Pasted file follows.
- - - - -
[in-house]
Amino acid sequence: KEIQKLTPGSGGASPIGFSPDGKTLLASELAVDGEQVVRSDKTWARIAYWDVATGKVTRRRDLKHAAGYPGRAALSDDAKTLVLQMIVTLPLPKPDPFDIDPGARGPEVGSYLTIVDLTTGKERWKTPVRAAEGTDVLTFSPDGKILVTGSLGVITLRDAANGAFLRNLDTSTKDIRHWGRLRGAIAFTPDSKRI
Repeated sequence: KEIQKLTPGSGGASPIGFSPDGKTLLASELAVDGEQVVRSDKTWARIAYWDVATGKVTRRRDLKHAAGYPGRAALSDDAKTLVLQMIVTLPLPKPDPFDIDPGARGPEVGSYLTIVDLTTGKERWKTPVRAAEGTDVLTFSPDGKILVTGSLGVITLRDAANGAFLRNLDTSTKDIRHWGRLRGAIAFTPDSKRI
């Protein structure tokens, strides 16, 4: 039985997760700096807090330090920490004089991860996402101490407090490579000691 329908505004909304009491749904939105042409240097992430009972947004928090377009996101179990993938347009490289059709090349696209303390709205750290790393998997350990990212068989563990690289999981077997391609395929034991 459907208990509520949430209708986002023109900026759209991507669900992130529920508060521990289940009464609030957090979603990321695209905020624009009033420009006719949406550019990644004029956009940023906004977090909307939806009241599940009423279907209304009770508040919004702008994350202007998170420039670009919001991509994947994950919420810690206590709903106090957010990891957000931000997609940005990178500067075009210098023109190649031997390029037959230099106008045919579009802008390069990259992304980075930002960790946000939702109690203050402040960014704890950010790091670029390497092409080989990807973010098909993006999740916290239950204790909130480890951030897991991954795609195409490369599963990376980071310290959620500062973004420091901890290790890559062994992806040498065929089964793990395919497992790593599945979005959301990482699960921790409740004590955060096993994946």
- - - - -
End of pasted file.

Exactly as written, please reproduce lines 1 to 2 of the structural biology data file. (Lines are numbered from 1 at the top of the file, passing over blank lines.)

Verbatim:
[in-house]
Amino acid sequence: KEIQKLTPGSGGASPIGFSPDGKTLLASELAVDGEQVVRSDKTWARIAYWDVATGKVTRRRDLKHAAGYPGRAALSDDAKTLVLQMIVTLPLPKPDPFDIDPGARGPEVGSYLTIVDLTTGKERWKTPVRAAEGTDVLTFSPDGKILVTGSLGVITLRDAANGAFLRNLDTSTKDIRHWGRLRGAIAFTPDSKRI